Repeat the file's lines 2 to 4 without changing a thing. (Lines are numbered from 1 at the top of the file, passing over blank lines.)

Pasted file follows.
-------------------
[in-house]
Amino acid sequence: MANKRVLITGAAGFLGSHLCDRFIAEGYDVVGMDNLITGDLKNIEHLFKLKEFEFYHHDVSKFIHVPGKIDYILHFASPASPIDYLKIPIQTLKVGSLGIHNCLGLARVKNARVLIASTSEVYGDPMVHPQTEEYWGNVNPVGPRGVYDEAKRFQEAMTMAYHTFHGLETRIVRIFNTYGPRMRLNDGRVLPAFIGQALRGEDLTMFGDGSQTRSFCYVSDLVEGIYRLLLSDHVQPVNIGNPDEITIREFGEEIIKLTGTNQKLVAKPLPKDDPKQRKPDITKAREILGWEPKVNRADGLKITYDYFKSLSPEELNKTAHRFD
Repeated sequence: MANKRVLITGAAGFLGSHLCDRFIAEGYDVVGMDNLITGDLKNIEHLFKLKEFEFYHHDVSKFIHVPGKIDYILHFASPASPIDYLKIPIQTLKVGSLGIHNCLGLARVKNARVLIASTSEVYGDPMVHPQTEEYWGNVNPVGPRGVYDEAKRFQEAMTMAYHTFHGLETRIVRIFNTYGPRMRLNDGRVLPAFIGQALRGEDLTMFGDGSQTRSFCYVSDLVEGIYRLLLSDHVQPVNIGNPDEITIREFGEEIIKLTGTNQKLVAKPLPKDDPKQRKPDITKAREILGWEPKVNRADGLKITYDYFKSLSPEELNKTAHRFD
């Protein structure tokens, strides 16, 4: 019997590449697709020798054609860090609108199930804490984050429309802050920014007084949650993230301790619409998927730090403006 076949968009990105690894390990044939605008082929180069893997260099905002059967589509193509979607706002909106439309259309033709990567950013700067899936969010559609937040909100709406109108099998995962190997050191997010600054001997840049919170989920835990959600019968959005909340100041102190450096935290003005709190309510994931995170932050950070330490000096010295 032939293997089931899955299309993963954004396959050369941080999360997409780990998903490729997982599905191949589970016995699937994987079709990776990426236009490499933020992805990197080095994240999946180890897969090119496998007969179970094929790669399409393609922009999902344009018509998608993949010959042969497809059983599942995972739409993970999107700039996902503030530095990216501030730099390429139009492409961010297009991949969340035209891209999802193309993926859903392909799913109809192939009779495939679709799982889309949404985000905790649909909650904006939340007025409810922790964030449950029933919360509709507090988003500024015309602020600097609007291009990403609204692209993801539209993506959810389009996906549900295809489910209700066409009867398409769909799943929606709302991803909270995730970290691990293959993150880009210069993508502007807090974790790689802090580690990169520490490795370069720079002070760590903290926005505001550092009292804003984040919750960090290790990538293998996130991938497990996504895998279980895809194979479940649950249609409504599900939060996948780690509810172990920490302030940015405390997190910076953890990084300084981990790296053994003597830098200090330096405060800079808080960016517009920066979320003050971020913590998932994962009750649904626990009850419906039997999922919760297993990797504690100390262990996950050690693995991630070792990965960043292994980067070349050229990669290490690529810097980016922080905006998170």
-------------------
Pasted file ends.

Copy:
Amino acid sequence: MANKRVLITGAAGFLGSHLCDRFIAEGYDVVGMDNLITGDLKNIEHLFKLKEFEFYHHDVSKFIHVPGKIDYILHFASPASPIDYLKIPIQTLKVGSLGIHNCLGLARVKNARVLIASTSEVYGDPMVHPQTEEYWGNVNPVGPRGVYDEAKRFQEAMTMAYHTFHGLETRIVRIFNTYGPRMRLNDGRVLPAFIGQALRGEDLTMFGDGSQTRSFCYVSDLVEGIYRLLLSDHVQPVNIGNPDEITIREFGEEIIKLTGTNQKLVAKPLPKDDPKQRKPDITKAREILGWEPKVNRADGLKITYDYFKSLSPEELNKTAHRFD
Repeated sequence: MANKRVLITGAAGFLGSHLCDRFIAEGYDVVGMDNLITGDLKNIEHLFKLKEFEFYHHDVSKFIHVPGKIDYILHFASPASPIDYLKIPIQTLKVGSLGIHNCLGLARVKNARVLIASTSEVYGDPMVHPQTEEYWGNVNPVGPRGVYDEAKRFQEAMTMAYHTFHGLETRIVRIFNTYGPRMRLNDGRVLPAFIGQALRGEDLTMFGDGSQTRSFCYVSDLVEGIYRLLLSDHVQPVNIGNPDEITIREFGEEIIKLTGTNQKLVAKPLPKDDPKQRKPDITKAREILGWEPKVNRADGLKITYDYFKSLSPEELNKTAHRFD
């Protein structure tokens, strides 16, 4: 019997590449697709020798054609860090609108199930804490984050429309802050920014007084949650993230301790619409998927730090403006 076949968009990105690894390990044939605008082929180069893997260099905002059967589509193509979607706002909106439309259309033709990567950013700067899936969010559609937040909100709406109108099998995962190997050191997010600054001997840049919170989920835990959600019968959005909340100041102190450096935290003005709190309510994931995170932050950070330490000096010295 032939293997089931899955299309993963954004396959050369941080999360997409780990998903490729997982599905191949589970016995699937994987079709990776990426236009490499933020992805990197080095994240999946180890897969090119496998007969179970094929790669399409393609922009999902344009018509998608993949010959042969497809059983599942995972739409993970999107700039996902503030530095990216501030730099390429139009492409961010297009991949969340035209891209999802193309993926859903392909799913109809192939009779495939679709799982889309949404985000905790649909909650904006939340007025409810922790964030449950029933919360509709507090988003500024015309602020600097609007291009990403609204692209993801539209993506959810389009996906549900295809489910209700066409009867398409769909799943929606709302991803909270995730970290691990293959993150880009210069993508502007807090974790790689802090580690990169520490490795370069720079002070760590903290926005505001550092009292804003984040919750960090290790990538293998996130991938497990996504895998279980895809194979479940649950249609409504599900939060996948780690509810172990920490302030940015405390997190910076953890990084300084981990790296053994003597830098200090330096405060800079808080960016517009920066979320003050971020913590998932994962009750649904626990009850419906039997999922919760297993990797504690100390262990996950050690693995991630070792990965960043292994980067070349050229990669290490690529810097980016922080905006998170």